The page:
Then I received The Call. Along with autism, I also battle with Polycystic ovarian syndrome. It’s pretty common for people with PCOS to receive a false positive, or a chemical pregnancy, due to imbalanced hormones, and that is what happened in my situation.
Expectations out the window, I was crushed. I was bombarded with anger, shame, guilt, jealousy, just to name a few. I had “all the feels,” if you will. Those feelings are overwhelming to anyone, especially to an autistic.
Here I was, struggling with both my mind and my body not working “correctly.” It was embarrassing. I questioned my self-worth. Why was I on this earth if I was going to be “retarded” and barren? I questioned my worthiness of motherhood, if I would even make an “acceptable” mother since I had autism. Surely God thought the same thing and that’s why he didn’t send me a baby.
The truth is there are plenty of women on the spectrum that have successful careers. There are many women on the spectrum that live an ordinary, everyday life and blend into the crowd. There are many women who live amazingly funky lifestyles and are noticed for their talents. There are plenty of women on the spectrum who reach motherhood and excel. There are also many women on the spectrum that let life take them on a journey and learn to embrace their travels, heartaches, and joys.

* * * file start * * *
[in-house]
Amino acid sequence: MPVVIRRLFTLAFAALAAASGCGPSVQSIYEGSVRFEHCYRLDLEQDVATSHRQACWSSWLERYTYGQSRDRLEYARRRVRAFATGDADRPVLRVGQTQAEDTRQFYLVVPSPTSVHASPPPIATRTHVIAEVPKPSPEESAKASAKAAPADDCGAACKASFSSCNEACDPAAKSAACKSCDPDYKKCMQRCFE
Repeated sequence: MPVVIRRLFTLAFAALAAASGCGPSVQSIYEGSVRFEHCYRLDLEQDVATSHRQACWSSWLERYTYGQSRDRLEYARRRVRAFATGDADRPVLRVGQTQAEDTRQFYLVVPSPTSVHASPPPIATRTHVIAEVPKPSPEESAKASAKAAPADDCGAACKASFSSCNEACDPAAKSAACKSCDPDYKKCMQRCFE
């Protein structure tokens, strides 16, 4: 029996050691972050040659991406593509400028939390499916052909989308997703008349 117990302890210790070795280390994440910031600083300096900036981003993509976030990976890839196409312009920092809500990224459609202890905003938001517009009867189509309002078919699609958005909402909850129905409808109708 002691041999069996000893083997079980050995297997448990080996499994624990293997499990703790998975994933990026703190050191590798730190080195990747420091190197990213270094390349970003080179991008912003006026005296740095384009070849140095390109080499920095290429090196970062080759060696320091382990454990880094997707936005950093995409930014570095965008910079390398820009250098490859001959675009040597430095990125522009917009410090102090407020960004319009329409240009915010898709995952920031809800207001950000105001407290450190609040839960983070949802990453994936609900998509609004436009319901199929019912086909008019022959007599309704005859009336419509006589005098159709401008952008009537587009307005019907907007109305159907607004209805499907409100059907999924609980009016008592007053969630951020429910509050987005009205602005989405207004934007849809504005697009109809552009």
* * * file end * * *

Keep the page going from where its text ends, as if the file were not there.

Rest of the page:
My goal is to open the door to that discussion, to break down the walls and barriers that are autism. It all starts when we begin to open our mind to the great and numerous possibilities. It starts when us aspies begin to believe in ourselves. Most importantly, it starts when we change our expectations.